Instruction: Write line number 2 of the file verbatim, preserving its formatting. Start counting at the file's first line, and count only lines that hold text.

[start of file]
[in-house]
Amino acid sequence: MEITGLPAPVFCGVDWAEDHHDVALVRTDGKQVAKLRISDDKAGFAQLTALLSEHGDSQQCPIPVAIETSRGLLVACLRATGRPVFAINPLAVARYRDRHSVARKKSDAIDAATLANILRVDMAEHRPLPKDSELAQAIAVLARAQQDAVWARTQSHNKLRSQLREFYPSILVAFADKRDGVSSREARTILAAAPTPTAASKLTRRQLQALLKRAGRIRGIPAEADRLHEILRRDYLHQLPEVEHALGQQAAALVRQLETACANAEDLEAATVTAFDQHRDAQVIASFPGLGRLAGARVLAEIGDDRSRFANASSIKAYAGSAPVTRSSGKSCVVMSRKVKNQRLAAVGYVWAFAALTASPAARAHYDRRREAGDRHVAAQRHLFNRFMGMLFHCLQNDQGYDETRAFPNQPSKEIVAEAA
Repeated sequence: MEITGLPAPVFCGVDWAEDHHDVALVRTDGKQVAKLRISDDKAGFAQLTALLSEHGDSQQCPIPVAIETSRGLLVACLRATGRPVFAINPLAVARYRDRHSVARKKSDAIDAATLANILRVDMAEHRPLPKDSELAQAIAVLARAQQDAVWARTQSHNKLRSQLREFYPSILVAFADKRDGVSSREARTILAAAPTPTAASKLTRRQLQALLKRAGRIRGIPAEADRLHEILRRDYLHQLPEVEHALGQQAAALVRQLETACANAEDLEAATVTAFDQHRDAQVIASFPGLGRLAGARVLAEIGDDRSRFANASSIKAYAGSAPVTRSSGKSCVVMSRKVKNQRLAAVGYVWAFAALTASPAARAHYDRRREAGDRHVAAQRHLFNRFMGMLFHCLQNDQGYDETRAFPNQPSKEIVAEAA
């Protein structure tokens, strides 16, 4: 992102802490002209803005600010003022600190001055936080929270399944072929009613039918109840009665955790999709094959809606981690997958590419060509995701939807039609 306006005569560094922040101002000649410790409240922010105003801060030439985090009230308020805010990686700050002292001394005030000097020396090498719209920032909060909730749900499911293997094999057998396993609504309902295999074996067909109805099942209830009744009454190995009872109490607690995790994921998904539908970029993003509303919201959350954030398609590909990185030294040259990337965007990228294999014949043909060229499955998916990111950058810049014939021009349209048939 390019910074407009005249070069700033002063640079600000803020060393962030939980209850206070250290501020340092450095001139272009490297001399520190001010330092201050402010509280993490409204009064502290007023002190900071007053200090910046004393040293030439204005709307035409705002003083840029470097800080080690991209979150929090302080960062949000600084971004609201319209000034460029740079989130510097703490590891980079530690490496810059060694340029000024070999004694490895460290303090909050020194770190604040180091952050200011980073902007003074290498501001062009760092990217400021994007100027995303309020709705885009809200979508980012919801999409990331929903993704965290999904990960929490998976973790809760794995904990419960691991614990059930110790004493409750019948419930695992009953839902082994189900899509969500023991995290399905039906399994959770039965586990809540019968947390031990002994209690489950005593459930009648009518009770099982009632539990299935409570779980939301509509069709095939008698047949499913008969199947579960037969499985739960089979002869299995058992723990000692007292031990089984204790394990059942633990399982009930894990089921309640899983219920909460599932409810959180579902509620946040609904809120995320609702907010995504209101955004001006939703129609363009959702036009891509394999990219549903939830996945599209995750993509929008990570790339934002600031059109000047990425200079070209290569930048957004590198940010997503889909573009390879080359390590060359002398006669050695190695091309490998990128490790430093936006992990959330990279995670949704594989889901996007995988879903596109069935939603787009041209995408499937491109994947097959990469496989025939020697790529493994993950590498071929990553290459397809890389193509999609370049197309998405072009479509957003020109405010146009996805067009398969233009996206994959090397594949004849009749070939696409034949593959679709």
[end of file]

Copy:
Amino acid sequence: MEITGLPAPVFCGVDWAEDHHDVALVRTDGKQVAKLRISDDKAGFAQLTALLSEHGDSQQCPIPVAIETSRGLLVACLRATGRPVFAINPLAVARYRDRHSVARKKSDAIDAATLANILRVDMAEHRPLPKDSELAQAIAVLARAQQDAVWARTQSHNKLRSQLREFYPSILVAFADKRDGVSSREARTILAAAPTPTAASKLTRRQLQALLKRAGRIRGIPAEADRLHEILRRDYLHQLPEVEHALGQQAAALVRQLETACANAEDLEAATVTAFDQHRDAQVIASFPGLGRLAGARVLAEIGDDRSRFANASSIKAYAGSAPVTRSSGKSCVVMSRKVKNQRLAAVGYVWAFAALTASPAARAHYDRRREAGDRHVAAQRHLFNRFMGMLFHCLQNDQGYDETRAFPNQPSKEIVAEAA